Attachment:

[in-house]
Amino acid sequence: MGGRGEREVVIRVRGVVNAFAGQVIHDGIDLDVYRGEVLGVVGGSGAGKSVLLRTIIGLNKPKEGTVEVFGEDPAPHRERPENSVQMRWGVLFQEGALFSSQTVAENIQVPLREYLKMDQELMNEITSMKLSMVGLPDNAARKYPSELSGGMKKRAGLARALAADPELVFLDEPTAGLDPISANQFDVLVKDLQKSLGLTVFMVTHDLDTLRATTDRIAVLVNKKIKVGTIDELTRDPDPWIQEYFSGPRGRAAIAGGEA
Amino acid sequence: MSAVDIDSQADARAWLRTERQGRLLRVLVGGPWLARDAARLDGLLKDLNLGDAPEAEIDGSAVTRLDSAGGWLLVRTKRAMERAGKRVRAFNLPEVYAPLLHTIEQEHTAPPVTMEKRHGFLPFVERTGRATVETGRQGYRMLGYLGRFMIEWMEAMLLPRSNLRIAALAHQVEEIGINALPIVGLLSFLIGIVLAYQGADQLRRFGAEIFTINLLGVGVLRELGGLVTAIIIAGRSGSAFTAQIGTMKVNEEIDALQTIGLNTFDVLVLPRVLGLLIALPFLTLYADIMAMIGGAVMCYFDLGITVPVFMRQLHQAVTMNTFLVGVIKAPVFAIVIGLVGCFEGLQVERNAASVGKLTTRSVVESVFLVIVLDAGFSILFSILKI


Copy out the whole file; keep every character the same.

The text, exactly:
[in-house]
Amino acid sequence: MGGRGEREVVIRVRGVVNAFAGQVIHDGIDLDVYRGEVLGVVGGSGAGKSVLLRTIIGLNKPKEGTVEVFGEDPAPHRERPENSVQMRWGVLFQEGALFSSQTVAENIQVPLREYLKMDQELMNEITSMKLSMVGLPDNAARKYPSELSGGMKKRAGLARALAADPELVFLDEPTAGLDPISANQFDVLVKDLQKSLGLTVFMVTHDLDTLRATTDRIAVLVNKKIKVGTIDELTRDPDPWIQEYFSGPRGRAAIAGGEA
Amino acid sequence: MSAVDIDSQADARAWLRTERQGRLLRVLVGGPWLARDAARLDGLLKDLNLGDAPEAEIDGSAVTRLDSAGGWLLVRTKRAMERAGKRVRAFNLPEVYAPLLHTIEQEHTAPPVTMEKRHGFLPFVERTGRATVETGRQGYRMLGYLGRFMIEWMEAMLLPRSNLRIAALAHQVEEIGINALPIVGLLSFLIGIVLAYQGADQLRRFGAEIFTINLLGVGVLRELGGLVTAIIIAGRSGSAFTAQIGTMKVNEEIDALQTIGLNTFDVLVLPRVLGLLIALPFLTLYADIMAMIGGAVMCYFDLGITVPVFMRQLHQAVTMNTFLVGVIKAPVFAIVIGLVGCFEGLQVERNAASVGKLTTRSVVESVFLVIVLDAGFSILFSILKI